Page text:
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REVIEW: Buyer & Cellar (New Century Theatre)

Photo by George Byron Griffiths.

Buyer & Cellar, a play by Jonathan Tolins that Variety called “Absolutely delicious!”, concerns an out-of-work gay actor getting a “dream job” working as a store clerk in a shopping mall – a mall that just happens to be located in the basement of Barbara Streisand’s Malibu home. This seemingly absurd premise is stems from the truth-is-stranger-than-fiction fact that Barbara Streisand actually does have a small mall of shops in her basement. It’s a mall just like any mall “except for the total lack of customers and employees.” To avoid possible litigation, the play makes very clear at the beginning that the play’s story is pure fiction. This satirical story, directed by Wendy Knox, provides a whimsical evening of storytelling.

This one-man show features Sasha Andreev as Alex Moore, plus a few others – for example, Alex’s boyfriend Barry, Barbara Streisand, and her hubby James Brolin. Alex is an unemployed actor who just lost his job as Toon Town Mayor at Disney Land in Anaheim, California. Through a friend, he learns that his retail experience qualifies him to work in Streisand’s mall, where he is a workforce of one. He spends his days dusting and rearranging the merchandise trying to avoid being overwhelmed by boredom. Finally, one day, the mall’s only customer – Barbara Streisand – walks in and wants to buy a doll.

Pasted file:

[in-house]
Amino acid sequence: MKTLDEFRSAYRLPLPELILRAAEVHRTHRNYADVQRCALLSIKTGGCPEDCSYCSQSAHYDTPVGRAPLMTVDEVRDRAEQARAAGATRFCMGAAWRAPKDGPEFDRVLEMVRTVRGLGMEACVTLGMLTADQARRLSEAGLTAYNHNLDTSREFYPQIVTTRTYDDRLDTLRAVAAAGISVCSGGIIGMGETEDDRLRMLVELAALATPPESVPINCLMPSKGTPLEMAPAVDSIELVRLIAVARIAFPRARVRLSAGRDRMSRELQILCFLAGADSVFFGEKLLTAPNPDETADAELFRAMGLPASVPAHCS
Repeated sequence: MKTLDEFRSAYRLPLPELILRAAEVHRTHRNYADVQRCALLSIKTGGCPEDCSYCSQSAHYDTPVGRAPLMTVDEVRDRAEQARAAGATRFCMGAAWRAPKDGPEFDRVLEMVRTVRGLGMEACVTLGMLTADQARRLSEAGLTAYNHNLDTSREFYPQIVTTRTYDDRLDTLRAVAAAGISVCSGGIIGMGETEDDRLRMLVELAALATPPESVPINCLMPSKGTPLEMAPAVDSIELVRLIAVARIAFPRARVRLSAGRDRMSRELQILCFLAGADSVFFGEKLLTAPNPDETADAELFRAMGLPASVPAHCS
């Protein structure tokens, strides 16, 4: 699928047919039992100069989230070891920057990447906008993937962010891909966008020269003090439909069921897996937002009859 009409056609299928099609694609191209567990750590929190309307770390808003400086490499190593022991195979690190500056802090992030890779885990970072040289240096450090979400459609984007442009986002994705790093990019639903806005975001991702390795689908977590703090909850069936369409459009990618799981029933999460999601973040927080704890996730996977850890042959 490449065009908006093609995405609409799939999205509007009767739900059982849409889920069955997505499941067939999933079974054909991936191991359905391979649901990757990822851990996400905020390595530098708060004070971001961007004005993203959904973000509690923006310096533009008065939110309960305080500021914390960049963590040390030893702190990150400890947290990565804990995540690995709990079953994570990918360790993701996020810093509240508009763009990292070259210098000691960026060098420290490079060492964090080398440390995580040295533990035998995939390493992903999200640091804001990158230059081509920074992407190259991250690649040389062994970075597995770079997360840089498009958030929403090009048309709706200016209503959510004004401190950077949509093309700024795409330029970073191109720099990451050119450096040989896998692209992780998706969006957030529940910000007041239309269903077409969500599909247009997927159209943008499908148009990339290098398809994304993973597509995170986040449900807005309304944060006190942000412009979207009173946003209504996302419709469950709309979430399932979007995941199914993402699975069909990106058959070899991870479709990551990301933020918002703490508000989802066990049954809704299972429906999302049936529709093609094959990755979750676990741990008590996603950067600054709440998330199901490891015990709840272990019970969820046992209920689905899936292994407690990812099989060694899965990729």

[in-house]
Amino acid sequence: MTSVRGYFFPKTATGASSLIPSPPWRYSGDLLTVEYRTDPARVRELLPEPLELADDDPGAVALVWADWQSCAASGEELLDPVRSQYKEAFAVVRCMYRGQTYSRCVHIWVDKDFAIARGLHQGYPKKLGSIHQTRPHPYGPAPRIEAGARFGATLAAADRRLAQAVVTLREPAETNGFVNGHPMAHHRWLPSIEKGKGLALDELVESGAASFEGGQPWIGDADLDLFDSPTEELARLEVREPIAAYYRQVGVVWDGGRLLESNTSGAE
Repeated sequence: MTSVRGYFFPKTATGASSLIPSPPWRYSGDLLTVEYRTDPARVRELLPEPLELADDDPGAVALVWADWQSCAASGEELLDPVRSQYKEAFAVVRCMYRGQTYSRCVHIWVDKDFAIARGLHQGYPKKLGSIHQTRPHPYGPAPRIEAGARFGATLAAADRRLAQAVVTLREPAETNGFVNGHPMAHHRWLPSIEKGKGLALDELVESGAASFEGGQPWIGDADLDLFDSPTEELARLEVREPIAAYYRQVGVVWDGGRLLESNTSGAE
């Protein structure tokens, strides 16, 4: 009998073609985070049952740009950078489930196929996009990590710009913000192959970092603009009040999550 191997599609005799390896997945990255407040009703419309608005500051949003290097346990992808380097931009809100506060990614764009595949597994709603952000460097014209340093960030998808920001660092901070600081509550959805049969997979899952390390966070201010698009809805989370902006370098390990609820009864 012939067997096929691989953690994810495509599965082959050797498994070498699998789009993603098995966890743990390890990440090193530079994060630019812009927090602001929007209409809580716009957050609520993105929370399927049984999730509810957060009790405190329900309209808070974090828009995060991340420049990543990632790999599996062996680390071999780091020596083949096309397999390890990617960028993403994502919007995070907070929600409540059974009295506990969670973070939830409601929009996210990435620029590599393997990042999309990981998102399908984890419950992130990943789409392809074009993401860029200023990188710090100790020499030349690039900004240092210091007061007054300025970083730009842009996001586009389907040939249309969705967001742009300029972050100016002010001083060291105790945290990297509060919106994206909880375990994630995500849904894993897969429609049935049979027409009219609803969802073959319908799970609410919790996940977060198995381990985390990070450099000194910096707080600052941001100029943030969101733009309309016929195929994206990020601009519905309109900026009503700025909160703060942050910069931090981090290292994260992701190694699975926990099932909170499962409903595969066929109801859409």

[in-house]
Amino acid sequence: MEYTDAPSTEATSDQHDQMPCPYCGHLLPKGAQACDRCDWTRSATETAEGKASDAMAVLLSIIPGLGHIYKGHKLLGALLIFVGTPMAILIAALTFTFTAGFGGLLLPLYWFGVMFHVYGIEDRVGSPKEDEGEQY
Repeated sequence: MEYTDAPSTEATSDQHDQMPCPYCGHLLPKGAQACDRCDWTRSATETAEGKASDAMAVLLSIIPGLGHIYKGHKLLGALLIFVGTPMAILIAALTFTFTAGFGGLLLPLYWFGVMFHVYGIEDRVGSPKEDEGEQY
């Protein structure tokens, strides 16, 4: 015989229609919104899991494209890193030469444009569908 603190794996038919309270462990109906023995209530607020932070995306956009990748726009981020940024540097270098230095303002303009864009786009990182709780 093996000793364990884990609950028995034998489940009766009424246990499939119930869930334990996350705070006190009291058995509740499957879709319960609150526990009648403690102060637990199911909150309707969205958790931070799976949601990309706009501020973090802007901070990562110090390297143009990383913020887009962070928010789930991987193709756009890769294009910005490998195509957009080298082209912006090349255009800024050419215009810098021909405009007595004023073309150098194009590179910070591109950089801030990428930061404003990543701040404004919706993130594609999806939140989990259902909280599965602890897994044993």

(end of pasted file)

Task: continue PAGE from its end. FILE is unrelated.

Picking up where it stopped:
Andreev plays both Alex and Streisand when acting out their moments together. The lines between evocation, impersonation, and caricature are often too thin, but Andreev effectively portrays Streisand without impersonating her. Instead, he uses inflection, subtle turns of phrase, and head movements to convey her persona. His portrayal of James Brolin is a more obvious impersonation, including imitating Brolin’s deep voice. Alex tells his boyfriend Barry about every encounter he has with Streisand. He is surprised by Barry’s hostility when he relates how Streisand talks about her deprived childhood. An annoyed Barry bellows “this incredibly privileged, powerful woman still acts like a Dickensian victim.” As Alex’s relationship with Streisand progresses to the point where he is promoted from store clerk to acting coach, however, Barry’s jealousy leads to a breakup between the two men. When the inevitable end comes to Alex’s mall employment, it also brings the play to a close.

There is minimal physical action on stage. The set design is limited to three pieces of furniture: a chair, a sofa and a table. Andreev’s seamless shifting between characters and settings as he tells his improbable story creates a sense of movement throughout the show. The most serious drawback is that the show runs a little long with a running time of one hour and forty-five minutes without an intermission.

With Andreev’s charisma and Knox’s excellent pacing, Buyer & Cellar makes for a delightful, albeit lightweight, theatre experience.

Buyer & Cellar plays at the New Century Theatre through April 24.

Bev Wolfe